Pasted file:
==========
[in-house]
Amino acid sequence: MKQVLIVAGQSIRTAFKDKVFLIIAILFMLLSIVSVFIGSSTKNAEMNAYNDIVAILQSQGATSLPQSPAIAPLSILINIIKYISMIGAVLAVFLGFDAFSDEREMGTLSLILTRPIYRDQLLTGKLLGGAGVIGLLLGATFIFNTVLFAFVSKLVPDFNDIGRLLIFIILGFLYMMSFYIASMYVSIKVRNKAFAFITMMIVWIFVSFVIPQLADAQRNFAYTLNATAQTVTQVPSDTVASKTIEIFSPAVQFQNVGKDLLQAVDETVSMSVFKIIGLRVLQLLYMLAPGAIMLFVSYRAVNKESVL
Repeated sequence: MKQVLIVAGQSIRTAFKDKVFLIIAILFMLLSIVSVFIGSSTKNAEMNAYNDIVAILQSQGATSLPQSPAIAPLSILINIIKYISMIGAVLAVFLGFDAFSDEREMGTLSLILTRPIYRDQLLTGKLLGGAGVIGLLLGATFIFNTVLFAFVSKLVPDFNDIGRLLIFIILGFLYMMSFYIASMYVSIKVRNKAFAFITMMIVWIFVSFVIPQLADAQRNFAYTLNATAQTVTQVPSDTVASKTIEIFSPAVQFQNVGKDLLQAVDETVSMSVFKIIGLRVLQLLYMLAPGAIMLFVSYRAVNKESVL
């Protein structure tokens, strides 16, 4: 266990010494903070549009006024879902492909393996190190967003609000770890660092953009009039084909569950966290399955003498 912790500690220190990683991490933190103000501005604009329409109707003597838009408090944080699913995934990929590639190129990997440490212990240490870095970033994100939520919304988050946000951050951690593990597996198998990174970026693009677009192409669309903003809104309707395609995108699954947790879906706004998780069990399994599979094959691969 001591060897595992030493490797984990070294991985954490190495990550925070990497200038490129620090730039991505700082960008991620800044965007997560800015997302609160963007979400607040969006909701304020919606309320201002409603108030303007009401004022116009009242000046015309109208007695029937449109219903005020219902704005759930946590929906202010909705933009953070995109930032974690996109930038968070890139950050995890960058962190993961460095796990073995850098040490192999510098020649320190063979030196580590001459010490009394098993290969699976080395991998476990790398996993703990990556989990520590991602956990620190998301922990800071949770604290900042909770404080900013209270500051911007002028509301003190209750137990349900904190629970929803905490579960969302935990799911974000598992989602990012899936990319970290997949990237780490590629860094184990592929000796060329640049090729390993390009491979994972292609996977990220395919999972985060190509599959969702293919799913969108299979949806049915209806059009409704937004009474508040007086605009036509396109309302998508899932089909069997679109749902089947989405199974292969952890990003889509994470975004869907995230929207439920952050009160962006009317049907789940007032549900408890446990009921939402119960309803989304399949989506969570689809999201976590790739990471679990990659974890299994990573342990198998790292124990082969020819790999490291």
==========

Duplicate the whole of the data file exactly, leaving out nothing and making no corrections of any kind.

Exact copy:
[in-house]
Amino acid sequence: MKQVLIVAGQSIRTAFKDKVFLIIAILFMLLSIVSVFIGSSTKNAEMNAYNDIVAILQSQGATSLPQSPAIAPLSILINIIKYISMIGAVLAVFLGFDAFSDEREMGTLSLILTRPIYRDQLLTGKLLGGAGVIGLLLGATFIFNTVLFAFVSKLVPDFNDIGRLLIFIILGFLYMMSFYIASMYVSIKVRNKAFAFITMMIVWIFVSFVIPQLADAQRNFAYTLNATAQTVTQVPSDTVASKTIEIFSPAVQFQNVGKDLLQAVDETVSMSVFKIIGLRVLQLLYMLAPGAIMLFVSYRAVNKESVL
Repeated sequence: MKQVLIVAGQSIRTAFKDKVFLIIAILFMLLSIVSVFIGSSTKNAEMNAYNDIVAILQSQGATSLPQSPAIAPLSILINIIKYISMIGAVLAVFLGFDAFSDEREMGTLSLILTRPIYRDQLLTGKLLGGAGVIGLLLGATFIFNTVLFAFVSKLVPDFNDIGRLLIFIILGFLYMMSFYIASMYVSIKVRNKAFAFITMMIVWIFVSFVIPQLADAQRNFAYTLNATAQTVTQVPSDTVASKTIEIFSPAVQFQNVGKDLLQAVDETVSMSVFKIIGLRVLQLLYMLAPGAIMLFVSYRAVNKESVL
């Protein structure tokens, strides 16, 4: 266990010494903070549009006024879902492909393996190190967003609000770890660092953009009039084909569950966290399955003498 912790500690220190990683991490933190103000501005604009329409109707003597838009408090944080699913995934990929590639190129990997440490212990240490870095970033994100939520919304988050946000951050951690593990597996198998990174970026693009677009192409669309903003809104309707395609995108699954947790879906706004998780069990399994599979094959691969 001591060897595992030493490797984990070294991985954490190495990550925070990497200038490129620090730039991505700082960008991620800044965007997560800015997302609160963007979400607040969006909701304020919606309320201002409603108030303007009401004022116009009242000046015309109208007695029937449109219903005020219902704005759930946590929906202010909705933009953070995109930032974690996109930038968070890139950050995890960058962190993961460095796990073995850098040490192999510098020649320190063979030196580590001459010490009394098993290969699976080395991998476990790398996993703990990556989990520590991602956990620190998301922990800071949770604290900042909770404080900013209270500051911007002028509301003190209750137990349900904190629970929803905490579960969302935990799911974000598992989602990012899936990319970290997949990237780490590629860094184990592929000796060329640049090729390993390009491979994972292609996977990220395919999972985060190509599959969702293919799913969108299979949806049915209806059009409704937004009474508040007086605009036509396109309302998508899932089909069997679109749902089947989405199974292969952890990003889509994470975004869907995230929207439920952050009160962006009317049907789940007032549900408890446990009921939402119960309803989304399949989506969570689809999201976590790739990471679990990659974890299994990573342990198998790292124990082969020819790999490291």